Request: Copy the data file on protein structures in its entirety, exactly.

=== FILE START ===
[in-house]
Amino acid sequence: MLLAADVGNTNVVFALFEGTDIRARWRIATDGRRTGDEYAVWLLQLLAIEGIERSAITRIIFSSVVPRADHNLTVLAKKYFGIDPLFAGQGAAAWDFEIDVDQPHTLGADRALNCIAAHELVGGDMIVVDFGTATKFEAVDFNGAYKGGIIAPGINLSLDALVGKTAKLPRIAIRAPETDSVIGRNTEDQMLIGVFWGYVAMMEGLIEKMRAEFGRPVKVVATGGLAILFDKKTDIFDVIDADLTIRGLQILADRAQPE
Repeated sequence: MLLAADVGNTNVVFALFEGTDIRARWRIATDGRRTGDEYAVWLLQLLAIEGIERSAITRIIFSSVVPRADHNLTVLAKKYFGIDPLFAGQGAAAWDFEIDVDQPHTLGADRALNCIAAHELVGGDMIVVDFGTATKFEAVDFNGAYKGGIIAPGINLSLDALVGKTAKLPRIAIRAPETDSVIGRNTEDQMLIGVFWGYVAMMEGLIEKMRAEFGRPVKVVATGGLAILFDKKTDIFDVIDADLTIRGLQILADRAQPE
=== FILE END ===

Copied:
[in-house]
Amino acid sequence: MLLAADVGNTNVVFALFEGTDIRARWRIATDGRRTGDEYAVWLLQLLAIEGIERSAITRIIFSSVVPRADHNLTVLAKKYFGIDPLFAGQGAAAWDFEIDVDQPHTLGADRALNCIAAHELVGGDMIVVDFGTATKFEAVDFNGAYKGGIIAPGINLSLDALVGKTAKLPRIAIRAPETDSVIGRNTEDQMLIGVFWGYVAMMEGLIEKMRAEFGRPVKVVATGGLAILFDKKTDIFDVIDADLTIRGLQILADRAQPE
Repeated sequence: MLLAADVGNTNVVFALFEGTDIRARWRIATDGRRTGDEYAVWLLQLLAIEGIERSAITRIIFSSVVPRADHNLTVLAKKYFGIDPLFAGQGAAAWDFEIDVDQPHTLGADRALNCIAAHELVGGDMIVVDFGTATKFEAVDFNGAYKGGIIAPGINLSLDALVGKTAKLPRIAIRAPETDSVIGRNTEDQMLIGVFWGYVAMMEGLIEKMRAEFGRPVKVVATGGLAILFDKKTDIFDVIDADLTIRGLQILADRAQPE